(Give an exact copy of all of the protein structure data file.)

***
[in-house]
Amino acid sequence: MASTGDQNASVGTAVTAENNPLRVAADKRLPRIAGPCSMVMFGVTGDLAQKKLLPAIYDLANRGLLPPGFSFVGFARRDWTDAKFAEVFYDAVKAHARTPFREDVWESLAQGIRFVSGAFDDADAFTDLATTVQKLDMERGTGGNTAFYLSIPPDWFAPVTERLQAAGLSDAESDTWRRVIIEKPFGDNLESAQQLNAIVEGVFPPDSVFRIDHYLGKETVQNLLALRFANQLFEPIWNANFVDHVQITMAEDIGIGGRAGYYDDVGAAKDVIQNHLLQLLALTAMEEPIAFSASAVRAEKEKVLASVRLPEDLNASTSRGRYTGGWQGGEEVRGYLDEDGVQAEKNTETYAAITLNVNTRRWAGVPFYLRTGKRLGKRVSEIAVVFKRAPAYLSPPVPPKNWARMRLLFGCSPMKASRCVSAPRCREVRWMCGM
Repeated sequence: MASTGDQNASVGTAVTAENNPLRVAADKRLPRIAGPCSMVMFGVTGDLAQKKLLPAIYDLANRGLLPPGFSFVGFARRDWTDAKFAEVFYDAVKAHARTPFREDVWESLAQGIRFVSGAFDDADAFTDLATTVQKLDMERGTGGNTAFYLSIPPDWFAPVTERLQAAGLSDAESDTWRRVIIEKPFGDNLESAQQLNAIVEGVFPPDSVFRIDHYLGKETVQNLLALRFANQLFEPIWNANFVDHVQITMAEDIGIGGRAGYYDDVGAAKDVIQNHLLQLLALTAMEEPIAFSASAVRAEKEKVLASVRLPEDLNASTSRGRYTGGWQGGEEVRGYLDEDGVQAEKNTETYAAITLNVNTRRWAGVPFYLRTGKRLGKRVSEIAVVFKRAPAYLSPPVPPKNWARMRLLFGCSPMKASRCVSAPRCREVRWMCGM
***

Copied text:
[in-house]
Amino acid sequence: MASTGDQNASVGTAVTAENNPLRVAADKRLPRIAGPCSMVMFGVTGDLAQKKLLPAIYDLANRGLLPPGFSFVGFARRDWTDAKFAEVFYDAVKAHARTPFREDVWESLAQGIRFVSGAFDDADAFTDLATTVQKLDMERGTGGNTAFYLSIPPDWFAPVTERLQAAGLSDAESDTWRRVIIEKPFGDNLESAQQLNAIVEGVFPPDSVFRIDHYLGKETVQNLLALRFANQLFEPIWNANFVDHVQITMAEDIGIGGRAGYYDDVGAAKDVIQNHLLQLLALTAMEEPIAFSASAVRAEKEKVLASVRLPEDLNASTSRGRYTGGWQGGEEVRGYLDEDGVQAEKNTETYAAITLNVNTRRWAGVPFYLRTGKRLGKRVSEIAVVFKRAPAYLSPPVPPKNWARMRLLFGCSPMKASRCVSAPRCREVRWMCGM
Repeated sequence: MASTGDQNASVGTAVTAENNPLRVAADKRLPRIAGPCSMVMFGVTGDLAQKKLLPAIYDLANRGLLPPGFSFVGFARRDWTDAKFAEVFYDAVKAHARTPFREDVWESLAQGIRFVSGAFDDADAFTDLATTVQKLDMERGTGGNTAFYLSIPPDWFAPVTERLQAAGLSDAESDTWRRVIIEKPFGDNLESAQQLNAIVEGVFPPDSVFRIDHYLGKETVQNLLALRFANQLFEPIWNANFVDHVQITMAEDIGIGGRAGYYDDVGAAKDVIQNHLLQLLALTAMEEPIAFSASAVRAEKEKVLASVRLPEDLNASTSRGRYTGGWQGGEEVRGYLDEDGVQAEKNTETYAAITLNVNTRRWAGVPFYLRTGKRLGKRVSEIAVVFKRAPAYLSPPVPPKNWARMRLLFGCSPMKASRCVSAPRCREVRWMCGM